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Abstract: SA-OR028

Effects of Sodium Glucose Cotransporter 2 Deletion on Bone and Mineral Metabolism

Session Information

Category: Diabetic Kidney Disease

  • 601 Diabetic Kidney Disease: Basic

Authors

  • Gerber, Claire, Northwestern University, Chicago, Illinois, United States
  • David, Valentin, Northwestern University - Feinberg School of Medicine, Chicago, Illinois, United States
  • Quaggin, Susan E., Northwestern University, Chicago, Illinois, United States
  • Martin, Aline, Northwestern University, Chicago, Illinois, United States
  • Isakova, Tamara, Feinberg School of Medicine, Northwestern University, Chicago, Illinois, United States
Background

Type 2 diabetes mellitus (T2DM) and chronic kidney disease are associated with an increased risk of developing bone and mineral metabolism abnormalities. A new class of glucose-lowering agents, sodium-glucose cotransporter 2 (SGLT2) inhibitors, promotes urinary glucose excretion and improves renal and cardiovascular outcomes in patients with T2DM. However, SGLT2 inhibitors are associated with increased risk of bone fractures. Because loss of SGLT2 function may decreases urinary phosphate, we hypothesize that inhibition of SGLT2 induces mineral metabolism alterations that could contribute to increased bone fragility.

Methods

Slc5a2 nonsense mutation in Sweet Pee (SP) mice results in total loss of SGLT2 function in proximal tubules. To understand the effects of loss of SGLT2 function on mineral metabolism, urine and serum was collected from fasted wild type (WT) and SP mice. Levels of fractional excretion of calcium and phosphate; serum phosphate, calcium, PTH, 1,25(OH)2D, and FGF23 were evaluated at 15 and 25 weeks. To determine the longitudinal impact of loss of SGLT2 function on bone metabolism, bone architecture, remodeling, and mineralization was assessed in SP mice and WT mice at 15 and 25 weeks of age.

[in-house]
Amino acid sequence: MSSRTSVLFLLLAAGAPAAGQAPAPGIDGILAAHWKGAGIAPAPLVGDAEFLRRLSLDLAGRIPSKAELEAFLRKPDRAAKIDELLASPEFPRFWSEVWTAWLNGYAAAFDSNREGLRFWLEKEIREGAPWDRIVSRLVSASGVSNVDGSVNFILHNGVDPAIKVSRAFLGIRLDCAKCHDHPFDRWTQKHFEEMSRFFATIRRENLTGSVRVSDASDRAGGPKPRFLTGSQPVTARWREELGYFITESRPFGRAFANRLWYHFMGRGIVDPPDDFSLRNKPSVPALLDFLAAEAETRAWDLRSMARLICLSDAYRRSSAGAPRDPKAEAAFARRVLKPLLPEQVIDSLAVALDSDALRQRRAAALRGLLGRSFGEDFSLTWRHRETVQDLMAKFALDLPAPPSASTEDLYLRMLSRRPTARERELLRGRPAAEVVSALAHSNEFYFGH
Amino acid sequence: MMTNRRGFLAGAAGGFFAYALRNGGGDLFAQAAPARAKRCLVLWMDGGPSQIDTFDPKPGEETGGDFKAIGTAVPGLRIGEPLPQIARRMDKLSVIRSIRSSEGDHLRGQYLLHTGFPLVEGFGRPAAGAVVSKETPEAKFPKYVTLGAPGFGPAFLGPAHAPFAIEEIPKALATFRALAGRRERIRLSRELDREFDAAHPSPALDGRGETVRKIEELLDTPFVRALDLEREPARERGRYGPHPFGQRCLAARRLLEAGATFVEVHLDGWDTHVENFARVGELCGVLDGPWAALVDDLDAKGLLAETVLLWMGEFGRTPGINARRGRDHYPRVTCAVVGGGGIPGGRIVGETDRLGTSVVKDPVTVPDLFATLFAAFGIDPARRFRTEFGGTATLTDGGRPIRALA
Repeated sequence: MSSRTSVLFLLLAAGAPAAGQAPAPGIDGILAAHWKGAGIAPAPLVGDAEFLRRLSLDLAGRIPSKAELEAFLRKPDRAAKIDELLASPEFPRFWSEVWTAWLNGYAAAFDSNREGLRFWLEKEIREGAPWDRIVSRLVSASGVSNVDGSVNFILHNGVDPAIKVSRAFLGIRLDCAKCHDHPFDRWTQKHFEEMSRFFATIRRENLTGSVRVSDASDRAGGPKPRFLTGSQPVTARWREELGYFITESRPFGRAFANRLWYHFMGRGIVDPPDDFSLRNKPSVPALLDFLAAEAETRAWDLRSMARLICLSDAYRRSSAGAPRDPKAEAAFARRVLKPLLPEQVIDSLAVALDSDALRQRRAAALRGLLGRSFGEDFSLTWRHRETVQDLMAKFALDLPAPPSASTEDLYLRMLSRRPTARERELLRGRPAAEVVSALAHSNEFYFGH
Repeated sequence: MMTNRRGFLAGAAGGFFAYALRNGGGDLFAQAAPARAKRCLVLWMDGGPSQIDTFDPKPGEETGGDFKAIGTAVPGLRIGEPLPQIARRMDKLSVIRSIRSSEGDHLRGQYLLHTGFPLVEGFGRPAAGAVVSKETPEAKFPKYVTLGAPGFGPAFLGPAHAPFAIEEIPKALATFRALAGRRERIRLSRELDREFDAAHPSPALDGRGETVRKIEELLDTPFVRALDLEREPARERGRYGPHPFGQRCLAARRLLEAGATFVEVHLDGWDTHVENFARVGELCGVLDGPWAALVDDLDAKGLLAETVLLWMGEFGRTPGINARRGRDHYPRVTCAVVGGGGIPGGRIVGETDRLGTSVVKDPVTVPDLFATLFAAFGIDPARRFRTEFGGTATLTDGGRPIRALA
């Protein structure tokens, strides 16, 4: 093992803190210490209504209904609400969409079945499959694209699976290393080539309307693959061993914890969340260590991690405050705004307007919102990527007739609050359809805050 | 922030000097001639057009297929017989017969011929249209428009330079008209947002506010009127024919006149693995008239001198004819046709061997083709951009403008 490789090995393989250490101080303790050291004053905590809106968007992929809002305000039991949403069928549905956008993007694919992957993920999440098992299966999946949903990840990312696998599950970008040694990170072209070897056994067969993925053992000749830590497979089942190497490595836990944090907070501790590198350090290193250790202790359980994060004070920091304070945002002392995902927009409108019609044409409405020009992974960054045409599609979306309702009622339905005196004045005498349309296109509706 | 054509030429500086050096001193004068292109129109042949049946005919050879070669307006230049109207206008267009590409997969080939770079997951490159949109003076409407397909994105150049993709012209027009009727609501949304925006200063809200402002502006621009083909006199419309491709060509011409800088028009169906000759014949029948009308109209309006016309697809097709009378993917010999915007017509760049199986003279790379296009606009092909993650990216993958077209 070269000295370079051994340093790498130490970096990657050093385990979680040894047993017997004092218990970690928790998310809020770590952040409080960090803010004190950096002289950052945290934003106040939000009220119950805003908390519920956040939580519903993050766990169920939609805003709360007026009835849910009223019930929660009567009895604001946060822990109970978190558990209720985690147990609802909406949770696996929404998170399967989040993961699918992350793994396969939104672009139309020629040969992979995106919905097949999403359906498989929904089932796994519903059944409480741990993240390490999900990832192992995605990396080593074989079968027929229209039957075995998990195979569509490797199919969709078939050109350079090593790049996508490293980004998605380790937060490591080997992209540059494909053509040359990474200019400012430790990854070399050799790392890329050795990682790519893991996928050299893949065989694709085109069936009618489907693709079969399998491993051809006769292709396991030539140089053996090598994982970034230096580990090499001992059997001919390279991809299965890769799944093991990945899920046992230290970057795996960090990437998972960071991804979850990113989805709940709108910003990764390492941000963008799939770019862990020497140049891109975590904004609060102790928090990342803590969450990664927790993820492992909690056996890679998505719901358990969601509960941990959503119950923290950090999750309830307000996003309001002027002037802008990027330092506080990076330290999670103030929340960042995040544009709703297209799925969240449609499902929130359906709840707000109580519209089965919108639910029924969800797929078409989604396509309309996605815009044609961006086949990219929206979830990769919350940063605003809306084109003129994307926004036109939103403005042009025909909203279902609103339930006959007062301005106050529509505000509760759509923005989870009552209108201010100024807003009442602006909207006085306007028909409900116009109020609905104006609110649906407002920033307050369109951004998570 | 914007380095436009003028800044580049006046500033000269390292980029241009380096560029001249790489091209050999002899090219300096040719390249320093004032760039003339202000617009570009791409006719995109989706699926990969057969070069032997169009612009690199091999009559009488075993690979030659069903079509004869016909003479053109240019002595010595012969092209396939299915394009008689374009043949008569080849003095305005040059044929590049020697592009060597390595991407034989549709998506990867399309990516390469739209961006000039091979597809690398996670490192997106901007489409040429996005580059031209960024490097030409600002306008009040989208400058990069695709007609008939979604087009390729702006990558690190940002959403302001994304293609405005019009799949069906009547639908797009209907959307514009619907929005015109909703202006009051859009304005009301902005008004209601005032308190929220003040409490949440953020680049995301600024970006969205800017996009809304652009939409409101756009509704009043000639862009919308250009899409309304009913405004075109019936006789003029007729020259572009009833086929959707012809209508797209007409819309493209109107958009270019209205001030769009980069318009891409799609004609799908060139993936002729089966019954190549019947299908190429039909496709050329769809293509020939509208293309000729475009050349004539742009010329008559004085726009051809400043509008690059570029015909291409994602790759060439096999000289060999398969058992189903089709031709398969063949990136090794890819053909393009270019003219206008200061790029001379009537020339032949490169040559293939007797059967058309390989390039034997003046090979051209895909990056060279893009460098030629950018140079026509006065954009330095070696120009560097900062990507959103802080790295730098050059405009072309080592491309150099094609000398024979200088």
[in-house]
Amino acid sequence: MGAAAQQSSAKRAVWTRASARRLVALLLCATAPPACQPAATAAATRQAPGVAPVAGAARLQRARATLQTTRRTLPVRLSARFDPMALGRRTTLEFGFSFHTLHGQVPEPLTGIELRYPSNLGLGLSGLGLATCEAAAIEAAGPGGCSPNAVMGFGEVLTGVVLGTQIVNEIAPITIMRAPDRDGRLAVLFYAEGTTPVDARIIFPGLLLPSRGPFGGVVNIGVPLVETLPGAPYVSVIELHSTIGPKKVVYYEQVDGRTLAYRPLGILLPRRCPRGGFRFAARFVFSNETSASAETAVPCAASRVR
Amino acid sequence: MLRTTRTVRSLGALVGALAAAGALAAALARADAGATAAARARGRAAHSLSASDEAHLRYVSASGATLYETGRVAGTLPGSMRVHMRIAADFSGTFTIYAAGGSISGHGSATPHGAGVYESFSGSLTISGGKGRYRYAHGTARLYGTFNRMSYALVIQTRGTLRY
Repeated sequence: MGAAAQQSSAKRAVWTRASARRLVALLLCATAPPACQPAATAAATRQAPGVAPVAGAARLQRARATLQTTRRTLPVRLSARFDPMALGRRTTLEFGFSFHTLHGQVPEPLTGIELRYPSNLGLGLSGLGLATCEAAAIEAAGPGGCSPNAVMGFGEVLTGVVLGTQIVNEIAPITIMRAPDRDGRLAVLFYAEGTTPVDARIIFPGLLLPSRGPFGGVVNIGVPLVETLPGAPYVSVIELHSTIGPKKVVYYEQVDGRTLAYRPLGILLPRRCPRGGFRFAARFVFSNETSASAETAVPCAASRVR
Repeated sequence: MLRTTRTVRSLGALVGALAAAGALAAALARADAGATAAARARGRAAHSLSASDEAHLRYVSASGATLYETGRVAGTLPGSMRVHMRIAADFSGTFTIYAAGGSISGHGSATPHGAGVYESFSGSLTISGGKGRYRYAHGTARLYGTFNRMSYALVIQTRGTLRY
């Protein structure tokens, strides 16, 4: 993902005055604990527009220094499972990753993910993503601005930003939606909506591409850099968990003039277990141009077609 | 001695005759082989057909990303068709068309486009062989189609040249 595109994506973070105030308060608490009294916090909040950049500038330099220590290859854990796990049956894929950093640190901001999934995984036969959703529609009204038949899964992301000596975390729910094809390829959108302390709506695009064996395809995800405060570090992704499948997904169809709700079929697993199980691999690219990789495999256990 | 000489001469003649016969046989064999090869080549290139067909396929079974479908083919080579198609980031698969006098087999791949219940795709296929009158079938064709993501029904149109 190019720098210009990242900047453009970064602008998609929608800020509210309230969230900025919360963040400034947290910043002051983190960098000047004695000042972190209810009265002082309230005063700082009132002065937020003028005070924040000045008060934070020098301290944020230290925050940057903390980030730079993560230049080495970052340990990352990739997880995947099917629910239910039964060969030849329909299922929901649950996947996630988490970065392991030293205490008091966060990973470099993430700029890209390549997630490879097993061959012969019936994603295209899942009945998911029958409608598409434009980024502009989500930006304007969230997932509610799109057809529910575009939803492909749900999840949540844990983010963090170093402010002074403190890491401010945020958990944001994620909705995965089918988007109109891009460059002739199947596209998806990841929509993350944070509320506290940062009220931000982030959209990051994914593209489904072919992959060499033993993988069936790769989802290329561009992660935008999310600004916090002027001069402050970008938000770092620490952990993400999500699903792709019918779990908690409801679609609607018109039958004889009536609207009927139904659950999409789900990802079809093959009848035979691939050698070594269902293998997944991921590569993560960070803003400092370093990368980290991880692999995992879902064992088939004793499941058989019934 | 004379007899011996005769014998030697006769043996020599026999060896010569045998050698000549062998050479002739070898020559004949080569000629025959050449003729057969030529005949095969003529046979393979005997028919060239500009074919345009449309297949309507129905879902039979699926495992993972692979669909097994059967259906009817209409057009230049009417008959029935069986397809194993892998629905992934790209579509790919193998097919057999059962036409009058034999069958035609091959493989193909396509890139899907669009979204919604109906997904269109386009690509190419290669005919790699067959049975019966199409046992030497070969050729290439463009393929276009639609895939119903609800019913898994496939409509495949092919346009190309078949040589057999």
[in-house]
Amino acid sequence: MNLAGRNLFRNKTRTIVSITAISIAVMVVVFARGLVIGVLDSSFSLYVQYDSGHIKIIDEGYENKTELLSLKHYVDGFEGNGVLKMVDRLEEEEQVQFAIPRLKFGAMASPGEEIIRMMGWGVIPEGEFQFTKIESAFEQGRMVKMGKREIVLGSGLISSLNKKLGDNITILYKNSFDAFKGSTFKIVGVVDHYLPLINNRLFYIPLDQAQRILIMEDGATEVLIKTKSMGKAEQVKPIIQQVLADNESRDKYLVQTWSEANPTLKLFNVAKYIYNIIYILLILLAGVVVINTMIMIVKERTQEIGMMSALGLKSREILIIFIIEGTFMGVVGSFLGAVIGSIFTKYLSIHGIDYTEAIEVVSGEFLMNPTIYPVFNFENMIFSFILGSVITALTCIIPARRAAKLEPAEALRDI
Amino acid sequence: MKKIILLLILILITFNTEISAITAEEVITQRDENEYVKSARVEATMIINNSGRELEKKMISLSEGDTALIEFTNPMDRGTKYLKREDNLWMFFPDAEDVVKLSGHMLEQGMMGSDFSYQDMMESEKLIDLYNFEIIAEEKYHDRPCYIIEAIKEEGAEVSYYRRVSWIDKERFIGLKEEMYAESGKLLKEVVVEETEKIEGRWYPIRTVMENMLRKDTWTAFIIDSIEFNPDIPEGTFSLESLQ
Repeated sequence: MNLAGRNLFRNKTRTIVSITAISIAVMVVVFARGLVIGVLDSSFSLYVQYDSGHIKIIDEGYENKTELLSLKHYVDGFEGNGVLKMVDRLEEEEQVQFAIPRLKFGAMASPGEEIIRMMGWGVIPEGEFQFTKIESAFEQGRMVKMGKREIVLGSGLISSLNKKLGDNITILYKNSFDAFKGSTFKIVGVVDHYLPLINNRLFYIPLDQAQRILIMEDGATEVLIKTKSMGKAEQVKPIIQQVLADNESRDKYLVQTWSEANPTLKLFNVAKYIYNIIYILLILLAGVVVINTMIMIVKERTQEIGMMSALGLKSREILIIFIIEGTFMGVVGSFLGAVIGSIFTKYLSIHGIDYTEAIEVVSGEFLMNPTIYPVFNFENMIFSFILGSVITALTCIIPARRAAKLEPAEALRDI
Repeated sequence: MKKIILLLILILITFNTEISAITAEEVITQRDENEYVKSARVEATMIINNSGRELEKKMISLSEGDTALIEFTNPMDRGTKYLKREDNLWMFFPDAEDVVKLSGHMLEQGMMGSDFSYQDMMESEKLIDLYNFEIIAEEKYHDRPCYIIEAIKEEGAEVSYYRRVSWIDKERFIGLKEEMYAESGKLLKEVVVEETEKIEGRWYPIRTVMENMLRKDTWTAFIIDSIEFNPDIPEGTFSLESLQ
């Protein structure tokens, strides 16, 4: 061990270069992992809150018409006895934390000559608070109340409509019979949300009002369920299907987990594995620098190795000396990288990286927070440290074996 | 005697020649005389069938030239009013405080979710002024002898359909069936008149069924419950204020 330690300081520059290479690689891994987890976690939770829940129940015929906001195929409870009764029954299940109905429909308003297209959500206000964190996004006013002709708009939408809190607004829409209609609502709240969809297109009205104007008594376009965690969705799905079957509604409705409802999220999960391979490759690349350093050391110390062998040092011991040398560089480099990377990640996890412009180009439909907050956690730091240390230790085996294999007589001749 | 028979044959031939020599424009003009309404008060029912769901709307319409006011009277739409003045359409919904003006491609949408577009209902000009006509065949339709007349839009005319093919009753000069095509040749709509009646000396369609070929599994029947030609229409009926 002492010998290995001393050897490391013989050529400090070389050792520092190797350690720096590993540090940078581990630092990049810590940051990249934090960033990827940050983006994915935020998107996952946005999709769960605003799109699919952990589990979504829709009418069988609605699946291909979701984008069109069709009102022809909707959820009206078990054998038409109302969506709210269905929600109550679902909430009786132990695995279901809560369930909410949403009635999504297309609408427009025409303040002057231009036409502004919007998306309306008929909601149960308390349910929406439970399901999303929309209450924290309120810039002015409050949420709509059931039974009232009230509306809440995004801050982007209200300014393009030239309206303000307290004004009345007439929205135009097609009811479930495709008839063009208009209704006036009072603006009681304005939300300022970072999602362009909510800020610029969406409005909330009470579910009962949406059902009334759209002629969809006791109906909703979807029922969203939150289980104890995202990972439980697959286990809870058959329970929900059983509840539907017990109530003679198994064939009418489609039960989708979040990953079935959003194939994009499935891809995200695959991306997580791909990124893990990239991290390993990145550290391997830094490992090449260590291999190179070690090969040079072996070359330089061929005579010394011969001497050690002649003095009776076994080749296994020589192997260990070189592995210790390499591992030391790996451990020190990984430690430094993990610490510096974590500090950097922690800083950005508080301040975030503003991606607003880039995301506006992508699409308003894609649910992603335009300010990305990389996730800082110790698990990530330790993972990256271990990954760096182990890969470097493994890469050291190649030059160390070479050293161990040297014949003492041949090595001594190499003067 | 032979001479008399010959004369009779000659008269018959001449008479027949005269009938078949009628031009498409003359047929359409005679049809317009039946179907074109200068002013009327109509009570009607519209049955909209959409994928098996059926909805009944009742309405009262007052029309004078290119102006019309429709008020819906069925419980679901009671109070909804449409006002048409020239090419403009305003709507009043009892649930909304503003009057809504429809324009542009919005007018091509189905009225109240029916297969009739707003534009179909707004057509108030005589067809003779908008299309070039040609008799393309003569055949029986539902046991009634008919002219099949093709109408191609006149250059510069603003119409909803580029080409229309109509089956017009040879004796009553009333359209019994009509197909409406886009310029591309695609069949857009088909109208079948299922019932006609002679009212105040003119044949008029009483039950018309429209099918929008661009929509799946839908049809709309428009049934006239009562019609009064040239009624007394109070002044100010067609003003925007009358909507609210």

Results

At 25 weeks, SP mice showed significantly decreased body weight compared to WT mice (21.6±3.8 vs 25.1±2.9 g, p<0.05). Consistently, femoral length was significantly shorter in SP mice compared to WT mice (14.1±0.4 vs 14.5±0.2 mm, p<0.05). Overall renal function was not impaired in SP mice compared to WT mice (blood urea nitrogen: 18±4 vs 21±5 mg/dL, NS). Fasted SP mice did not show modification of fractional excretion of calcium. Serum calcium, PTH, and 1,25(OH)2D levels were similar between WT and SP mice at 15 and 25 weeks. Fractional excretion of phosphate was significantly higher at 25 weeks in SP mice compared to WT (5.5±2.0 vs 2.5±1.9 %, p<0.05), despite unchanged levels of FGF23. SP mice had reduced cortical bone mineral density, compared to WT mice at 25 weeks (1240±16 vs 1264±14 mg/cm3, p<0.05).

Conclusion

These results suggest that loss of SGLT2 function in the absence of T2DM may contribute to bone fragility. Future studies are required to determine how loss of SGLT2 function impacts bone fragility in T2DM.

Funding

  • NIDDK Support